Do I have any legal rights to stop a purchase without penaly?

UPDATED: May 18, 2009

Advertiser Disclosure

It’s all about you. We want to help you make the right legal decisions.

We strive to help you make confident insurance and legal decisions. Finding trusted and reliable insurance quotes and legal advice should be easy. This doesn’t influence our content. Our opinions are our own.

UPDATED: May 18, 2009Fact Checked

Get Legal Help Today

Compare Quotes From Top Companies and Save

secured lock Secured with SHA-256 Encryption

Do I have any legal rights to stop a purchase without penaly?

I am purchasing a home through FHA, bank owned. The closing date has been delayed three weeks and Im still waiting. The bank keeps coming up with little things that they have forgotten or are waiting for underwritiers, verification, etc., even though every thinkg is set per our realtor. Is there anyway to get my earnest money and repairs invested back. Can I stop the purchase of the home?

Asked on May 18, 2009 under Real Estate Law, Michigan


B. B., Member, New Jersey Bar / FreeAdvice Contributing Attorney

Answered 13 years ago | Contributor

If you don't already have an attorney for this purchase -- which would surprise me -- you need to get one on board right now.  There are a number of places to look for qualified lawyers, including our website,

In most states, the closing date set in the contract is just an estimate.  Sometimes, it's possible to set a deadline for closing with a letter that makes "time of the essence."  But this is not a letter that you should write for yourself, it has to be worded in a certain way, often, and there are rules about when you can write it, and how short a deadline you can set.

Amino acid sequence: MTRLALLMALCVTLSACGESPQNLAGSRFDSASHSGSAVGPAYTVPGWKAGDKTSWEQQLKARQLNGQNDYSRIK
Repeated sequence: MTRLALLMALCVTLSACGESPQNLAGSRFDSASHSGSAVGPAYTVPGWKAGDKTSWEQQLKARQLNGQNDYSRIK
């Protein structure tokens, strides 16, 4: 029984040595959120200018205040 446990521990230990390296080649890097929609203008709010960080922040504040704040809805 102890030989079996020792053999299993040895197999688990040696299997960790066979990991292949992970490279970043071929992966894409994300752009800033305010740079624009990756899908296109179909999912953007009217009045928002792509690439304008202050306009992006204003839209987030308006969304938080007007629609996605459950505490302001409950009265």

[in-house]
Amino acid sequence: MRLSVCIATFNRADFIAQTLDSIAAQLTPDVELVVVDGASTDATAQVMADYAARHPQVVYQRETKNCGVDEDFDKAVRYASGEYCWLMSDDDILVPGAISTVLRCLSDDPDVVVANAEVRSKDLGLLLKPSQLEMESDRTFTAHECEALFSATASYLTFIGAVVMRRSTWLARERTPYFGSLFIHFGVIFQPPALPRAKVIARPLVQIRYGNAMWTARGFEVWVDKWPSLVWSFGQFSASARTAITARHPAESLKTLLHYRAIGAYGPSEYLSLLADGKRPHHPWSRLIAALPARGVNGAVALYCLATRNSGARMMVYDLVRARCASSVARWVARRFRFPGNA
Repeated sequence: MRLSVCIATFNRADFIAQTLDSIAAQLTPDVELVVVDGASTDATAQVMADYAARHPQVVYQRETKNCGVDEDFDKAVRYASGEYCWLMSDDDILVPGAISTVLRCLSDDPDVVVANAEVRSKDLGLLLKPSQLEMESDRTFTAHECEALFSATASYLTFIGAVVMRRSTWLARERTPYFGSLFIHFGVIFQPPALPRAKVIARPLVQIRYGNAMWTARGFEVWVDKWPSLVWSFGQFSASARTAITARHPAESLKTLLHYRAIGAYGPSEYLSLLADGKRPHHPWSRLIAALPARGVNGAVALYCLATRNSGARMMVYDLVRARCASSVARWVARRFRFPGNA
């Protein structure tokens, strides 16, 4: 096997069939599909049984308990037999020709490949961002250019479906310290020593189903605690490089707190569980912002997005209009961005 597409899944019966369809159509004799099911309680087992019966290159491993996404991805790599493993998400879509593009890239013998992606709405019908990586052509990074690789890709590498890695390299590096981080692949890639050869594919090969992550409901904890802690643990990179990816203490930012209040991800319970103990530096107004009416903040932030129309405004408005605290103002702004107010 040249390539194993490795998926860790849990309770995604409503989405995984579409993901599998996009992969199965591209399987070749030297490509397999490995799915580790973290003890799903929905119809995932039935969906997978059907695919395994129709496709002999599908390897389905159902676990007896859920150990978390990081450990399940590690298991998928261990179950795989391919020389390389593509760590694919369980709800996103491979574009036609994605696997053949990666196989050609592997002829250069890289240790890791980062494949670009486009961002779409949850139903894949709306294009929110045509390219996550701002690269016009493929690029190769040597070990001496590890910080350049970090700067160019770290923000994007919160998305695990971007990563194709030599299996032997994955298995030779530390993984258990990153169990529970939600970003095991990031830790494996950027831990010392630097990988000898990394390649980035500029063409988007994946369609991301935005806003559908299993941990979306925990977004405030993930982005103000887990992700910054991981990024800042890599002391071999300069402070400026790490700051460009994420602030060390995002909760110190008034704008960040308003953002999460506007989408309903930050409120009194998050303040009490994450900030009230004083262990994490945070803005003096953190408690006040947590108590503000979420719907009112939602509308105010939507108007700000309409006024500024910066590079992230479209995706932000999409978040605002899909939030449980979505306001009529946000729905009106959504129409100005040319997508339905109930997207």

IMPORTANT NOTICE: The Answer(s) provided above are for general information only. The attorney providing the answer was not serving as the attorney for the person submitting the question or in any attorney-client relationship with such person. Laws may vary from state to state, and sometimes change. Tiny variations in the facts, or a fact not set forth in a question, often can change a legal outcome or an attorney's conclusion. Although has verified the attorney was admitted to practice law in at least one jurisdiction, he or she may not be authorized to practice law in the jurisdiction referred to in the question, nor is he or she necessarily experienced in the area of the law involved. Unlike the information in the Answer(s) above, upon which you should NOT rely, for personal advice you can rely upon we suggest you retain an attorney to represent you.

Get Legal Help Today

Find the right lawyer for your legal issue.

secured lock Secured with SHA-256 Encryption